July 9, 1921: White Sox rally from 8-run deficit, beat Yankees 10-9 in 16 innings

This article was written by Stephen D. Boren

Earl Sheely (TRADING CARD DB)The seventh-place Chicago White Sox generated some welcome excitement for 25,000 fans at Comiskey Park on July 9, 1921. The White Sox weren’t doing much against the American League in general, but they had a handle on the New York Yankees, with six wins in nine head-to-head games so far in 1921. Eventually they were 13-9 against the New Yorkers and thus were the only team with a winning record against them that year. The visitors had never won a pennant, but despite their problems with the White Sox, were in the title hunt – they stood two games behind the defending World Series champion Cleveland Indians. The 31-44 White Sox, just two seasons removed from their infamous “Black Sox” World Series, were lagging just a half-game ahead of the cellar-dwelling Philadelphia Athletics.

The starting pitchers were a study in contrast. Chicago’s Cy Twombly (1-2, 6.20 ERA) was making what became the last start of his seven-game major-league career and he appeared in just two more games after the July 9 game. He had left Lehigh University to sign with the St. Louis Cardinals in 1918 but never played for them.1 He joined the White Sox in mid-June of 1921.2

He’d lasted only three innings in his last start, only two days before, and got off to an ominous start against New York by hitting leadoff batter Chick Fewster with a pitch and walking Roger Peckinpaugh. Babe Ruth popped out, but Frank “Home Run” Baker singled, scoring Fewster and sending Peckinpaugh to third. Bob Meusel’s sacrifice fly made it 2-0, Yankees.

Carl Mays (2.49 ERA) started for the Yankees. Pitching in his seventh major-league season, the extreme submariner was notorious for having fatally beaned Cleveland shortstop Ray Chapman a year earlier.3 He had already won 13 games in 1921, on his way to a major-league-leading 27 wins.4 He handled the Sox in the first. Ernie Johnson grounded out and Eddie Mulligan popped out to start the inning. Eddie Collins got an infield single, but Amos Strunk lined out for the third out.

Twombly’s struggles continued in the top of the second. A double by Fewster scored Aaron Ward, and Wally Schang scored on Peckinpaugh’s fly. The White Sox were down 4-0. It stayed that way after their scoreless half-inning and again after a scoreless third inning.

Twombly had seemed to be regaining some poise, but in the New York fourth, Ward beat out a bunt and moved to second on Schang’s single. Mays was hit by a pitch, loading the bases.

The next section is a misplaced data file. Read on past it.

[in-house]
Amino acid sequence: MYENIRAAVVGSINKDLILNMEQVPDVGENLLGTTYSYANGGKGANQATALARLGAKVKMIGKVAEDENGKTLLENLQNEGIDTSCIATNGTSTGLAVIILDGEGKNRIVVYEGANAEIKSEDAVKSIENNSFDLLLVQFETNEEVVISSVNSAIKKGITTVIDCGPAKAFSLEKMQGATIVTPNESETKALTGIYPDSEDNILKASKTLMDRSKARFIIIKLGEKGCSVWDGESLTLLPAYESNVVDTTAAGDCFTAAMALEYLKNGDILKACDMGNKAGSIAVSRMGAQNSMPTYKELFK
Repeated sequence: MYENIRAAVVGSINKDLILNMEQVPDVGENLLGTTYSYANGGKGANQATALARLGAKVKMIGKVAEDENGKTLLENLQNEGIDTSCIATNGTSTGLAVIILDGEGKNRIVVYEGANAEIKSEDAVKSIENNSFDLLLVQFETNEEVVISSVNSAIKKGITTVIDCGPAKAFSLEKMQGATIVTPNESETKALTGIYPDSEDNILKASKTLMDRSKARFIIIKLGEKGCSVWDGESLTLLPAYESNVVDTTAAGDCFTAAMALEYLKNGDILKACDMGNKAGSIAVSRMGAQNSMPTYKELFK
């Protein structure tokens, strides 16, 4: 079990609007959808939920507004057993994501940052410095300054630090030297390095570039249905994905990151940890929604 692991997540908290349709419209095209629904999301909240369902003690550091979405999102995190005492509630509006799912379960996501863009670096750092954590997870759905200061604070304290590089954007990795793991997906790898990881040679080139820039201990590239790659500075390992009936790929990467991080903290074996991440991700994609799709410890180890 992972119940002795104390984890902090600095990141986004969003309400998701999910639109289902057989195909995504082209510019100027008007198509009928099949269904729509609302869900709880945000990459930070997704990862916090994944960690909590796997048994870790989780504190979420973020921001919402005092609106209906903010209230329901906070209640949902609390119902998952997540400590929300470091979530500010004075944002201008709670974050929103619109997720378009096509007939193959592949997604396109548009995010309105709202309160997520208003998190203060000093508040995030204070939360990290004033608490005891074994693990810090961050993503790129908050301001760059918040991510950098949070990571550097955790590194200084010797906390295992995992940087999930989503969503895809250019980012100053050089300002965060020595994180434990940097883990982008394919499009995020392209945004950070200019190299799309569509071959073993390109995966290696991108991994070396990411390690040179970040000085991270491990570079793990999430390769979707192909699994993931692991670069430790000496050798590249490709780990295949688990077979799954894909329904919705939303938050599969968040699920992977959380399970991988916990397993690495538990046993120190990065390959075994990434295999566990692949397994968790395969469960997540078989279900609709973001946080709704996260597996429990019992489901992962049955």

With his team in danger of being completely blown out, White Sox manager Kid Gleason summoned pitcher Jack Wieneke. It worked, temporarily, as Fewster popped out. Weineke got another out when Peckinpaugh grounded to shortstop Johnson, who forced Mays at second. But Ward scored on the play, and Ruth followed by singling Schang home. New York had added two runs and was now up 6-0.

The score remained that way until the top of the seventh, when the Yankees increased their lead again. Collins booted Baker’s groundball to open the inning. Meusel and Pipp flied out, but New York took advantage of the extra out. Ward doubled Baker home, and Schang singled Ward home. The Yankees had two more runs and led, 8-0.

Through six innings Mays had limited the White Sox to two hits, but they got things going in their half of the seventh. Strunk and rookie Bibb Falk nicked Mays for consecutive singles and Johnny Mostil was hit by a pitch to load the bases with no outs.

Mays got Earl Sheely on a popup for the first out. Schalk’s groundball forced Mostil at second, scoring Strunk and getting Chicago on the scoreboard.

Gleason sent out Red Ostergard to hit for Wieneke. Ostergard singled, driving in Falk and advancing Schalk to second. As the batting order flipped, Johnson’s single – the fourth of the inning – scored Schalk. Eddie Mulligan followed with another single, loading the bases for Collins. The merry-go-round ended there as he flied out. Chicago’s mild uprising had narrowed the gap, but they still trailed by five runs at 8-3.

Gleason sent out a new battery for the top of the eighth; Clarence “Shovel” Hodge relieved Wieneke and Yam Yaryan replaced Schalk behind the plate. The Yankees got an apparent insurance run on a single by Meusel that plated Fewster on a ball at least one Chicago writer considered a “bobble.”5

The White Sox did not quit. They rallied for two more runs in their half of the eighth. Strunk walked and scored when Falk tripled. Mostil’s groundout scored Falk. Mays got out of the inning without further damage, but the Yankees’ lead was down to 9-5.

Hodge shut down the Yankees in the ninth inning. As the White Sox came up for their last swings, he batted for himself and singled. Johnson singled him to second. Mulligan grounded to Ward to force Johnson for the first out, but Ward made a wild throw trying for a double play, allowing Hodge to score. Singles by Collins and Strunk scored another run, cutting the margin to 9-7 and putting Collins at second with one out.